Passos Coelho's political program was considered by the Portuguese left (Partido Socialista and its communist political allies), which had governed the country during most of the time until the financial collapse of 2010, as strictly aligned with economic liberalism[better source needed] and included a firm intention to accomplish the European Union/IMF-led rescue plan for Portugal's sovereign debt crisis. The rescue plan included widespread tax increases and reforms aimed at better efficiency and rationalized resource allocation in the public sector, to reduce the number of unnecessary civil servants and chronic public sector's overcapacity. They also included the privatization of at least one channel of the public radio and television RTP network, the Caixa Geral de Depósitos' insurance operations (including Fidelidade), and some parts of the National Service of Health. His coalition partner Paulo Portas of CDS-PP, publicly expressed his disapproval of some of Passos Coelho's proposals. Passos Coelho entered office as a moderate social conservative, with a mixed record on abortion (he voted no in the 1998 referendum and yes in the following in 2007), while opposing euthanasia and same-sex marriage, supporting same-sex civil unions instead. It was not certain if he would try to overrule the previous José Sócrates-led Socialist government laws that allowed abortion until 10 weeks and same-sex marriage in Portugal. During the campaign, he admitted the re-evaluation of the current abortion law approved in 2007, after a referendum, that allowed it under any circumstance until 10 weeks of pregnancy. The law was deemed unconstitutional by 6 of the 13 judge members of the Portuguese Constitutional Court. Other creations of the previous cabinets led by former Prime Minister José Sócrates were criticized by Passos Coelho, including the state-sponsored Novas Oportunidades educational qualification program for unschooled adults, which was dubbed a fraud due to alleged low standards of intellectual rigor and academic integrity. Pedro Passos Coelho and his government cabinet launched the foundations of the Banco Português de Fomento Group and established Portugal's state-owned venture capital and private equity investing arm Portugal Ventures.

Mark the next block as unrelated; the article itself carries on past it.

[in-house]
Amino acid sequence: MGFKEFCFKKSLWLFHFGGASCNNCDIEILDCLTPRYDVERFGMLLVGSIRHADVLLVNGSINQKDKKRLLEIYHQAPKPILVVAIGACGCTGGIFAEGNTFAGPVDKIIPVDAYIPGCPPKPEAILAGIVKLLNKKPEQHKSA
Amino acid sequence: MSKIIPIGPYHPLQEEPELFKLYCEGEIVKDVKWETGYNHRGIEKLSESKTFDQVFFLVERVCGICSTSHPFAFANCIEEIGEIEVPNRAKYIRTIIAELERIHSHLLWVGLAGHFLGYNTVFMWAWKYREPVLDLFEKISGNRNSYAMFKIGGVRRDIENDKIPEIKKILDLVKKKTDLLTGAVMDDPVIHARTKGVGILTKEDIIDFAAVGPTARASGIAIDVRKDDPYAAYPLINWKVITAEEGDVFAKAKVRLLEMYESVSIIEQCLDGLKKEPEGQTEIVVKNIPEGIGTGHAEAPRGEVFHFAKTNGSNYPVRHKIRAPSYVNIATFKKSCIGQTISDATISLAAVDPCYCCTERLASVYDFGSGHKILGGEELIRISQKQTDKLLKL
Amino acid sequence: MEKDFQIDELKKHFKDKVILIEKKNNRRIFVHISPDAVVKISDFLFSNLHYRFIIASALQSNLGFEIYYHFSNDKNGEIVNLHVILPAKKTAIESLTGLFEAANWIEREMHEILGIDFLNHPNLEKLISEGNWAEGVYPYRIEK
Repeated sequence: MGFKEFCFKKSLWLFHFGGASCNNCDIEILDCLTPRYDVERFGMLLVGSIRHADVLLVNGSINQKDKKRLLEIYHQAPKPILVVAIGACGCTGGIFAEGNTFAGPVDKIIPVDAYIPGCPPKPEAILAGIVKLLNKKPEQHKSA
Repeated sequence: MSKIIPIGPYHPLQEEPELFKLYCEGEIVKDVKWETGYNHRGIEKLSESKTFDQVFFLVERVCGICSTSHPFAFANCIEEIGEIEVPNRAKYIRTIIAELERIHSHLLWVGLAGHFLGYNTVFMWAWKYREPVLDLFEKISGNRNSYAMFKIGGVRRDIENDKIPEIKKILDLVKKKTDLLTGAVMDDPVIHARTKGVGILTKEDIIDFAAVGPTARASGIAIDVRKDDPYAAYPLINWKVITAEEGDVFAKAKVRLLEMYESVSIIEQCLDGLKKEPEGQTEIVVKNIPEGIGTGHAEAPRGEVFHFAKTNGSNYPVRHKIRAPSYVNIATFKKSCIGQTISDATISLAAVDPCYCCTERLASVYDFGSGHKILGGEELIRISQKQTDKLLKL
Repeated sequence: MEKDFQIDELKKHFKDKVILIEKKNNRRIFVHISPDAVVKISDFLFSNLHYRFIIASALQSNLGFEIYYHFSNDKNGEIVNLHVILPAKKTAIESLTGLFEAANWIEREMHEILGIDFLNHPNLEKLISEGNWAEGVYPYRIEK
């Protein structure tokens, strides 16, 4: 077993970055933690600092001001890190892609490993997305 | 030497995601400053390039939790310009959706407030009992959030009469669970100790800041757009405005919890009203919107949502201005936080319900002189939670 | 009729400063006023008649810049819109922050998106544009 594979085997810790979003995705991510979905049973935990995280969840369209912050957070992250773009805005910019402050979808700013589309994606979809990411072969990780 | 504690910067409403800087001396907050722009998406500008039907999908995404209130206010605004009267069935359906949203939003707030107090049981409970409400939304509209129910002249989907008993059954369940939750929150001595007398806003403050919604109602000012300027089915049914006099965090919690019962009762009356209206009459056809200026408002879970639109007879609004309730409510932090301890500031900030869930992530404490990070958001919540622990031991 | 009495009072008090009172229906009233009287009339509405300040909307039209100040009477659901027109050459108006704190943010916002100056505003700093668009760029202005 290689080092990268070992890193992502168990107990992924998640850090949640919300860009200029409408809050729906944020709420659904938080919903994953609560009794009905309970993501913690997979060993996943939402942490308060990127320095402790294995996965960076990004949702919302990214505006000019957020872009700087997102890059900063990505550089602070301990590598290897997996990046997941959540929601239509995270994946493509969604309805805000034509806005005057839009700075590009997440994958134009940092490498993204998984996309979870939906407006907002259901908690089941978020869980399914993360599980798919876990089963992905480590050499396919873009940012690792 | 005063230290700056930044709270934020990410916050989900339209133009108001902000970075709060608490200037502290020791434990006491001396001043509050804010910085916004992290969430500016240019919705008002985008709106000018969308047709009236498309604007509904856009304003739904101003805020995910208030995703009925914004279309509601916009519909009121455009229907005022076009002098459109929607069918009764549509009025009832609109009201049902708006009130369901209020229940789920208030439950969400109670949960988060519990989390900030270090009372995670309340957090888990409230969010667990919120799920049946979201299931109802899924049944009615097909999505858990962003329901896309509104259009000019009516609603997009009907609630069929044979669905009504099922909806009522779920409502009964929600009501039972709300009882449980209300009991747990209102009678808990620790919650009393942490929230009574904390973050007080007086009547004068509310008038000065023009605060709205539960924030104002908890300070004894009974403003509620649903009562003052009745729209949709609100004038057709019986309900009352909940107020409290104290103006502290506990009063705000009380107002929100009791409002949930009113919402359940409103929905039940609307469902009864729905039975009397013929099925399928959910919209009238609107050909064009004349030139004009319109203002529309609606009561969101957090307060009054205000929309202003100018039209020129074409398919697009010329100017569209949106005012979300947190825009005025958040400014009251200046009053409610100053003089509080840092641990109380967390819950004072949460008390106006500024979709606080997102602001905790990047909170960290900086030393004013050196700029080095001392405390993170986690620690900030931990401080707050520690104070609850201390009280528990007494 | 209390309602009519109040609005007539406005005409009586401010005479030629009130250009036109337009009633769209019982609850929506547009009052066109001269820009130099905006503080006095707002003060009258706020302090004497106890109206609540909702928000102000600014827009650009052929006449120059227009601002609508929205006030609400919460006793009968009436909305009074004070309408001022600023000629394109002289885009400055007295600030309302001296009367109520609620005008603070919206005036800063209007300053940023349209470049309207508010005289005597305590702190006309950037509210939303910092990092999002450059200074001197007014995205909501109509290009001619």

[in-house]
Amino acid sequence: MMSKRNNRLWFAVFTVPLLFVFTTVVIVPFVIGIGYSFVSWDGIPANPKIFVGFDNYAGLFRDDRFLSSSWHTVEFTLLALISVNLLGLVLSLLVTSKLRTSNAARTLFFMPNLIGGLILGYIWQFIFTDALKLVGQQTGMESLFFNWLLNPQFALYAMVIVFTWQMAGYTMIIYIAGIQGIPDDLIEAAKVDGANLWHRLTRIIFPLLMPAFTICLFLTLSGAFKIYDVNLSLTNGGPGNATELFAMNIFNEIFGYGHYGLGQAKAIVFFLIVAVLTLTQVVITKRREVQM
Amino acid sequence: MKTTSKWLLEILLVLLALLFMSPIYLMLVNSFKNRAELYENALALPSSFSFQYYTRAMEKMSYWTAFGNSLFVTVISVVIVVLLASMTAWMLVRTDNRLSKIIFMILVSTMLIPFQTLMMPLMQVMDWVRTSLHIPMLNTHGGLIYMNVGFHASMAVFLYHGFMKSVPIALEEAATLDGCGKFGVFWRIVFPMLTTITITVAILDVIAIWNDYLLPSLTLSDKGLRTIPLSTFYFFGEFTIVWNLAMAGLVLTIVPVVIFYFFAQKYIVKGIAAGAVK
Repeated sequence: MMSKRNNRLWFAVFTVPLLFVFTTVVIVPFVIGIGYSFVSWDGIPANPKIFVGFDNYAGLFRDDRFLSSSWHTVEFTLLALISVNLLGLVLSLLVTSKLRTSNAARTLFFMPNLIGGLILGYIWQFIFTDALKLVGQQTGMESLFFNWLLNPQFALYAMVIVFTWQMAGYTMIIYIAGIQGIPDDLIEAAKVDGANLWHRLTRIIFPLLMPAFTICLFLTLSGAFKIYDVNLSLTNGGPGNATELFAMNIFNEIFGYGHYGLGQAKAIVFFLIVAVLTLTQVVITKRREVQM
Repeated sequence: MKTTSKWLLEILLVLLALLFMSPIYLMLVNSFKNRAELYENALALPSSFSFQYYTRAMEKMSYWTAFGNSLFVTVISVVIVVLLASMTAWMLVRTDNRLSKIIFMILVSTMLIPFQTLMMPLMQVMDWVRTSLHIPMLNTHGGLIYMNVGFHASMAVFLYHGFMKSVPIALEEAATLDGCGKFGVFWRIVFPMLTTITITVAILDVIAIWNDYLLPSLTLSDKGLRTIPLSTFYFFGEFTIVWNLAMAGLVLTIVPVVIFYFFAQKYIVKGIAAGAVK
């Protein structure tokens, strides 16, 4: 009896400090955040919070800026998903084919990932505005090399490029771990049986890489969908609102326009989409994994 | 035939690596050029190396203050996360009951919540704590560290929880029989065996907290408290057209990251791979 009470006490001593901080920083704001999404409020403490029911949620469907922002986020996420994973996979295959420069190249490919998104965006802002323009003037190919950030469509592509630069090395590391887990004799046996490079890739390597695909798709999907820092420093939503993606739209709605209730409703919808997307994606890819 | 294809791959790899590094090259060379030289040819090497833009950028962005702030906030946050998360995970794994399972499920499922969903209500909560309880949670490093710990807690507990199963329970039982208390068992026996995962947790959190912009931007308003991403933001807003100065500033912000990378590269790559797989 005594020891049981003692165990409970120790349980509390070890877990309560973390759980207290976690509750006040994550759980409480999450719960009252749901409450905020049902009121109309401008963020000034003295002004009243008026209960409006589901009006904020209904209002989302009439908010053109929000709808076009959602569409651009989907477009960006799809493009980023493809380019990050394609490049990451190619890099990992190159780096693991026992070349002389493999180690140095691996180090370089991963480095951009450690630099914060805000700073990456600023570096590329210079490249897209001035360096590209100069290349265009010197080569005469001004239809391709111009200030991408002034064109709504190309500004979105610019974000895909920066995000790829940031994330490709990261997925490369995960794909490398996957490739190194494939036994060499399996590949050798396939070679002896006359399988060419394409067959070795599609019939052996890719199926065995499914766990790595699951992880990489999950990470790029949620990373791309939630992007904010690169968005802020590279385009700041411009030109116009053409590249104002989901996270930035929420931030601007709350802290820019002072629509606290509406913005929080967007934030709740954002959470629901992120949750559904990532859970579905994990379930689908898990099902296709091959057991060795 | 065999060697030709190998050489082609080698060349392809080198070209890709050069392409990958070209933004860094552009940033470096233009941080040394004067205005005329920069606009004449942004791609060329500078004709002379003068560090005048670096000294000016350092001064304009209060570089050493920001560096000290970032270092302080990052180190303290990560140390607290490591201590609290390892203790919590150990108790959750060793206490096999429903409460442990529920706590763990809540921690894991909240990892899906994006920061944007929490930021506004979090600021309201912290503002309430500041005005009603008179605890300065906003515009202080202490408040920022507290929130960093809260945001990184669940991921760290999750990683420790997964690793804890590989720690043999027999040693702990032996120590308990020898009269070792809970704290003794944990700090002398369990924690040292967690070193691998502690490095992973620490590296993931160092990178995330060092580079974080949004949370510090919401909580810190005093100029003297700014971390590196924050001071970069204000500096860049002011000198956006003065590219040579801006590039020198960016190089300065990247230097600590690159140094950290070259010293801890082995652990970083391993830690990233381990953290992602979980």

From 21 June 2011 to 26 November 2015, Passos Coelho led the XIX Governo Constitucional (19th Constitutional Government) and the XX Governo Constitucional (20th Constitutional Government). In the fifth vote of confidence the government faced, as called by Os Verdes, the government was scheduled to win a vote despite being opposed by the Communists, Left Bloc and Socialists (if it failed the government would not be able to have another vote). Despite attempts to form a national unity government, Socialist party whip Carlos Zorrinho said that the move was not with the government but that all parties were available for a possible new government. The motion by Os Verdes was initiated on 14 July 2013 during a state of the nation debate. Coelho said that the vote was "very welcome" and would serve as a vote of confidence.
In July 2013, Paulo Portas and Vítor Gaspar resigned from the cabinet over the country's austerity programme. Though Coelho accepted it, he said that the government would continue with the measures and would seek to heal the rift with his coalition partners. Portas eventually retracted his resignation, and became Deputy Prime Minister.
|Deputy Prime Minister||Paulo Portas||24 July 2013 – 26 November 2015|
|Finance||Vítor Gaspar||21 June 2011 – 1 July 2013|
|Maria Luís Albuquerque||1 July 2013 – 26 November 2015|
|Foreign Affairs||Paulo Portas||21 June 2011 – 24 July 2013|
|Rui Machete||24 July 2013 – 26 November 2015|
|National Defence||José Pedro Aguiar Branco||21 June 2011 – 30 October 2015|
|Internal Administration||Miguel Macedo||21 June 2011 – 19 November 2014|
|Anabela Rodrigues||19 November 2014 – 30 October 2015|
|José Calvão da Silva||30 October 2015 – 26 November 2015|
|Justice||Paula Teixeira da Cruz||21 June 2011 – 30 October 2015|
|Fernando Negrão||30 October 2015 – 26 November 2015|
|Presidency and of Parliamentary Affairs||Miguel Relvas||21 June 2011 – 13 April 2013|
|Luís Marques Guedes||13 April 2013 – 30 October 2015|
|Carlos Costa Neves||30 October 2015 – 26 November 2015|
|Economy||Álvaro Santos Pereira||21 June 2011 – 24 July 2013|
|António Pires de Lima||24 July 2013 – 30 October 2015|
|Miguel Morais Leitão||30 October 2015 – 26 November 2015|